A Washington, D.C.-based independent political action committee this week launched its second ad against Alaska Sen. Mark Begich that seeks to tie him to the ongoing scandal with the U.S. Department of Veterans Affairs health care system.
The ad is getting $450,000 in air time from American Crossroads, the conservative “super PAC” that former President George W. Bush strategist Karl Rove helped found.
It’s part of a $7 million campaign planned by American Crossroads and an affiliated group, Crossroads GPS, through the end of October, according to figures provided by a spokesman.
Begich’s campaign says it’s responding with new ads of its own, which began running Friday.
The 30-second Crossroads spot cuts between four men, all identified by subtitles as military veterans, as they make statements about Begich and veterans issues.
“Sen. Begich is on the Veterans Affairs Committee, and he’s not looking out for us,” says one, who the ad identifies as Sgt. Dan Coffey. “Sen. Begich is ignoring people that can’t help him.”
In response to the ad, a spokesman for Begich’s campaign emailed a 13-page “fact check” that included four full pages pushing back against Coffey’s claim that “he’s not looking out for us.”
Those pages include links to news stories about how Begich has questioned and pressed VA officials about problems at the agency’s Anchorage office.
“Begich has been elbow-deep in trying to find solutions to these problems and keeping the pressure on the VA nationally and the VA in Anchorage to improve the care Alaska’s veterans are getting,” said the spokesman, Max Croes.
One of the veterans who appears in the Crossroads ad, Virgil Umphenour, 72, said in a phone interview that he agreed to address the VA’s service in Fairbanks at the request of Rhonda Boyles, a former Fairbanks borough mayor.
Umphenour, who said he is a former member of the Marine Corps and the Army, is pictured next to the Chena River in downtown Fairbanks, wearing a hat that says “Vietnam veteran.”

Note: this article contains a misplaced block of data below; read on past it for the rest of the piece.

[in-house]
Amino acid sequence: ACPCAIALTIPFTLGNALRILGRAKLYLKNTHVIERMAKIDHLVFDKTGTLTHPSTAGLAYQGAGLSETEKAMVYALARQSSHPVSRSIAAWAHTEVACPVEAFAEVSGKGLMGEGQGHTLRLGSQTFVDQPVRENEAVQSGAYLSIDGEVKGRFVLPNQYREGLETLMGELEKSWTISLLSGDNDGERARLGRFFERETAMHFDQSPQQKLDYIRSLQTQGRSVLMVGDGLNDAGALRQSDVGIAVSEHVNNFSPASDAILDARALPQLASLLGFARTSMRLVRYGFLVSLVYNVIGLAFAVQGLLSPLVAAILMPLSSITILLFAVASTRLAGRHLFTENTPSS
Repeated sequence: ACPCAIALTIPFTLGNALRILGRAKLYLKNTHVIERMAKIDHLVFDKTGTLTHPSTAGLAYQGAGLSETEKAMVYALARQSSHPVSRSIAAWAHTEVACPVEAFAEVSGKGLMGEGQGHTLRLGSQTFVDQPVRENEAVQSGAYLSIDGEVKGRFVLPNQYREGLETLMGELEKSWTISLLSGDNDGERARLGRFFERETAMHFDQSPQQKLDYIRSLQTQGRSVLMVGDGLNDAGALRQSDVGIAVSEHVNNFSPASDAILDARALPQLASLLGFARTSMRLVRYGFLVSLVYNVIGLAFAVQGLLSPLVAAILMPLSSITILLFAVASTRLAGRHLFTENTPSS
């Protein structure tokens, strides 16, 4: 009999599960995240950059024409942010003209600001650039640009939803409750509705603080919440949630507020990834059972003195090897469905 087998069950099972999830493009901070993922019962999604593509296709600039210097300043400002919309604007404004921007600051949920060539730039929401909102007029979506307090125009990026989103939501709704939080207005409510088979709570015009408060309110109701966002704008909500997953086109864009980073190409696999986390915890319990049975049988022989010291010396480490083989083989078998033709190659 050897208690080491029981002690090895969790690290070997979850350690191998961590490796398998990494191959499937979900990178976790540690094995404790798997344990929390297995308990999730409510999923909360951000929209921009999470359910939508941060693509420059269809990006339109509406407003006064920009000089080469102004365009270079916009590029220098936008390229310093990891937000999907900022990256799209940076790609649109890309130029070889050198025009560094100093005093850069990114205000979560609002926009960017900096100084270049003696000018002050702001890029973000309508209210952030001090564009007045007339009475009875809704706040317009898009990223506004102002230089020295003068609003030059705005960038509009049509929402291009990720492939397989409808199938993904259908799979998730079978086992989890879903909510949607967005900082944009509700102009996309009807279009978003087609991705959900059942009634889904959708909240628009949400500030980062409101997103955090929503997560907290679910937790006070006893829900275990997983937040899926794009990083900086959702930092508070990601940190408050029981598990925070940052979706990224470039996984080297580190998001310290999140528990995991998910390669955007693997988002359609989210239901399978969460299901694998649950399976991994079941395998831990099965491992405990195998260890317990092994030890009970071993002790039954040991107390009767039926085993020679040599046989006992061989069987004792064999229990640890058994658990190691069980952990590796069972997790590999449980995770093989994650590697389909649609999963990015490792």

After another man in the video describes the VA scandal as “nothing new,” it cuts to Umphenour, who says: “This is absolutely disgusting, is what I thought.”
Umphenour said he was aggravated with delays and slow treatment provided by the VA health care system, which, he added, contributed to the recent death of his brother. Asked about Begich’s role, Umphenour said: “I don’t know if I necessarily hold Mark Begich accountable for that.”
But he added that Begich “needs to address the issue.”
“I know I sure as hell would address it if I were in that position,” Umphenour said.
Begich’s campaign Friday released two response ads -- one for television and one for radio -- that include the voice of a man who says his name is Bryan Box. Box, who says he served in the Army in Afghanistan, refers to an article from the nonpartisan website Factcheck.org headlined “Twisting Begich’s response to the VA scandal.” The article says Crossroads’ first VA attack ad -- which was released last month and is also getting $450,000 in air time -- “misuses a quote” and “conflates two separate management problems” to suggest that Begich isn’t taking the VA scandal seriously. Box says Begich recognized problems with delays four years ago and forced the VA to fix them, as a graphic flashes citing a drop in the size of a VA waiting list from 900 to “almost 0.”
An internal audit released this week by the VA found that in Anchorage, 99 percent of veterans could schedule appointments within 30 days.
Asked about the criticisms in the Factcheck.org article, a spokesman for Crossroads, Paul Lindsay, referred the question to a local consultant, Art Hackney.
Hackney wrote in an email: “As someone who has watched Begich throughout his career and is proud to be an Alaska-based consultant and strategist to American Crossroads and Crossroads GPS, it’s this simple: Alaskans expect leadership from their elected officials, and Begich’s response as this scandal unfolded was typical of how out-of-touch he is with real leadership.”
Crossroads’ ads will run through the end of June in Alaska, Lindsay said. There’s also $5.5 million more in air time that the group has reserved between Sept. 8 and Oct. 26, he added.
Asked if Crossroads planned any more spending during the summer, Lindsay said: “Obviously, this is a race and a campaign that we’re focused on, and we’re monitoring very closely.”
Croes, Begich’s spokesman, said the senator’s response ads began airing Friday. He added that the campaign had made a “statewide buy” of a “significant amount” but wouldn’t say how much money it was spending.
Reach Nathaniel Herz at email@example.com or 257-4311.